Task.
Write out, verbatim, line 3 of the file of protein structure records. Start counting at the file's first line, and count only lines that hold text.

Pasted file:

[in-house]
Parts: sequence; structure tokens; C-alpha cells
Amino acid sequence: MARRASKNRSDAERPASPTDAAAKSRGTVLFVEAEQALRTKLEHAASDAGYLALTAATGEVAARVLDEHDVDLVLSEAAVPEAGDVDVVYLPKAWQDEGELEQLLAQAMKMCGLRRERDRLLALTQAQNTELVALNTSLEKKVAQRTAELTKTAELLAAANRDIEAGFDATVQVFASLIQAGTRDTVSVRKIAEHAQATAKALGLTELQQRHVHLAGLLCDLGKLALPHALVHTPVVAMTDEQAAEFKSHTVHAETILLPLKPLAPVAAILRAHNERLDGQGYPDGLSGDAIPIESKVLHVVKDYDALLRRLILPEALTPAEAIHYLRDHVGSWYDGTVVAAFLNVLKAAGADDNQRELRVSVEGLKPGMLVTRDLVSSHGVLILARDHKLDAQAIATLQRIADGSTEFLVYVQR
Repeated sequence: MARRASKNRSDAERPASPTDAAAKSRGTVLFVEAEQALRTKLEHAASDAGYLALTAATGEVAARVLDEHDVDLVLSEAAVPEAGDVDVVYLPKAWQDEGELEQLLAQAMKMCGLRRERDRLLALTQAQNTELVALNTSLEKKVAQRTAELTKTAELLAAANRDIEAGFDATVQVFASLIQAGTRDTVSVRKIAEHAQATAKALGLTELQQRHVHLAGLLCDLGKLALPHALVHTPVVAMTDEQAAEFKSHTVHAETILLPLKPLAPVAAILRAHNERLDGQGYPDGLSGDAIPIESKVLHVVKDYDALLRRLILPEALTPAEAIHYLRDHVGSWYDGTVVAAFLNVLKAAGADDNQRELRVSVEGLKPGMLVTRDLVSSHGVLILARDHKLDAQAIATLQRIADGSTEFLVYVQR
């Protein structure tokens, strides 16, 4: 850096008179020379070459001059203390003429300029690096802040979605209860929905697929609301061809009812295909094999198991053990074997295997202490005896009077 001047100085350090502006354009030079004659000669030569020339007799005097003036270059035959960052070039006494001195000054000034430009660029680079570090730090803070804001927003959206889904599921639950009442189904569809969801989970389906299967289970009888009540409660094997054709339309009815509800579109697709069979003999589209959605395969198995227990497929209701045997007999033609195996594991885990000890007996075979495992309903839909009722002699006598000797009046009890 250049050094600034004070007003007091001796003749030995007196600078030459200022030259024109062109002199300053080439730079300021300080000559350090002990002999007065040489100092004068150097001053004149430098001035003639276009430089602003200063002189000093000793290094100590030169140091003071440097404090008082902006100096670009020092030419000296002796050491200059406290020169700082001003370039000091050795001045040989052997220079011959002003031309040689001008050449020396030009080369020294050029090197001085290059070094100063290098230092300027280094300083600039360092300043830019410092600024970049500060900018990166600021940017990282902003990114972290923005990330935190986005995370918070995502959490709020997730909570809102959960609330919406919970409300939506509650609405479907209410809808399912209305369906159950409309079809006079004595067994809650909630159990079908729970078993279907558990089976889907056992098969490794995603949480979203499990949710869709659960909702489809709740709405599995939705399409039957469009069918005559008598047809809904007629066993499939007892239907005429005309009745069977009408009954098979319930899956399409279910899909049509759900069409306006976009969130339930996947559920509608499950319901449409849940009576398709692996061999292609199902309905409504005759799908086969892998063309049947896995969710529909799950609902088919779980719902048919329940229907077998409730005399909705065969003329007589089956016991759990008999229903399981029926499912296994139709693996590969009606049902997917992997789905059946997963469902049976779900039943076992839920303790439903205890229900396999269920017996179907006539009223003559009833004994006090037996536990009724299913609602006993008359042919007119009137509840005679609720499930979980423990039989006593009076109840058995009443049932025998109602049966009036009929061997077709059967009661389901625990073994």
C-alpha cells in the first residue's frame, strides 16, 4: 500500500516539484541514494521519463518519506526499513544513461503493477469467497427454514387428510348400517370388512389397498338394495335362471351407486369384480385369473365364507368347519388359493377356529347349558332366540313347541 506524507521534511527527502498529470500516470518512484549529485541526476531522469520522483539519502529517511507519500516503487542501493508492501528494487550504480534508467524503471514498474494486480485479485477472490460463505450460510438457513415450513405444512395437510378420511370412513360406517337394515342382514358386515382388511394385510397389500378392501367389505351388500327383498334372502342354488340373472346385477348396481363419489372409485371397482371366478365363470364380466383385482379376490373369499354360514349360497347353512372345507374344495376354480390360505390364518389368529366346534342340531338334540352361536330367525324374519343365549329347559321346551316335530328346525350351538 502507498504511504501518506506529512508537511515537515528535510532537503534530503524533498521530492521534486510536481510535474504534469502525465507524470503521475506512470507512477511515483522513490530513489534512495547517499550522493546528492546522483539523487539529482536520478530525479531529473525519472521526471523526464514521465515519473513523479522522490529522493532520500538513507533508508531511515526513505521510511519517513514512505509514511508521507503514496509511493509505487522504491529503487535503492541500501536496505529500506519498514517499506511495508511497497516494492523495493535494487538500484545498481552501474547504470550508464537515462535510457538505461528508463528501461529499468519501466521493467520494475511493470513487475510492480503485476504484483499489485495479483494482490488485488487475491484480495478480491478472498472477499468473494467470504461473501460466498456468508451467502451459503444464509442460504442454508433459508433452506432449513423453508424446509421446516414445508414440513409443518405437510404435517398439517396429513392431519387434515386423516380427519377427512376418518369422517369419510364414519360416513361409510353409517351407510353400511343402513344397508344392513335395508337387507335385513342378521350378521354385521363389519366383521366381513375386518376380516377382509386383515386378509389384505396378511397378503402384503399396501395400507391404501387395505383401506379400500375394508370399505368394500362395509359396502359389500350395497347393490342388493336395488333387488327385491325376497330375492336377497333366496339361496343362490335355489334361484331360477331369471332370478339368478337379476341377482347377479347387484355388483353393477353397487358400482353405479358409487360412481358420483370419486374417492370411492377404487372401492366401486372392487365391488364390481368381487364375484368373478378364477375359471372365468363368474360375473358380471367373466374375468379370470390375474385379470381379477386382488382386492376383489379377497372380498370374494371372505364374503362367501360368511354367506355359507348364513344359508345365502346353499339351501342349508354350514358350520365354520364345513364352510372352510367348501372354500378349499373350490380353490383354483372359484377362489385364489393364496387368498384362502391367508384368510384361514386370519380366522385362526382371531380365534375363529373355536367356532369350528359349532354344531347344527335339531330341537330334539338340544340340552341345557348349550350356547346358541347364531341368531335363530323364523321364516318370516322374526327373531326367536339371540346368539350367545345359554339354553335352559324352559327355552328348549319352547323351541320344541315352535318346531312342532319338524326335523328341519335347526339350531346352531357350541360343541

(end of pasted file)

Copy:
Amino acid sequence: MARRASKNRSDAERPASPTDAAAKSRGTVLFVEAEQALRTKLEHAASDAGYLALTAATGEVAARVLDEHDVDLVLSEAAVPEAGDVDVVYLPKAWQDEGELEQLLAQAMKMCGLRRERDRLLALTQAQNTELVALNTSLEKKVAQRTAELTKTAELLAAANRDIEAGFDATVQVFASLIQAGTRDTVSVRKIAEHAQATAKALGLTELQQRHVHLAGLLCDLGKLALPHALVHTPVVAMTDEQAAEFKSHTVHAETILLPLKPLAPVAAILRAHNERLDGQGYPDGLSGDAIPIESKVLHVVKDYDALLRRLILPEALTPAEAIHYLRDHVGSWYDGTVVAAFLNVLKAAGADDNQRELRVSVEGLKPGMLVTRDLVSSHGVLILARDHKLDAQAIATLQRIADGSTEFLVYVQR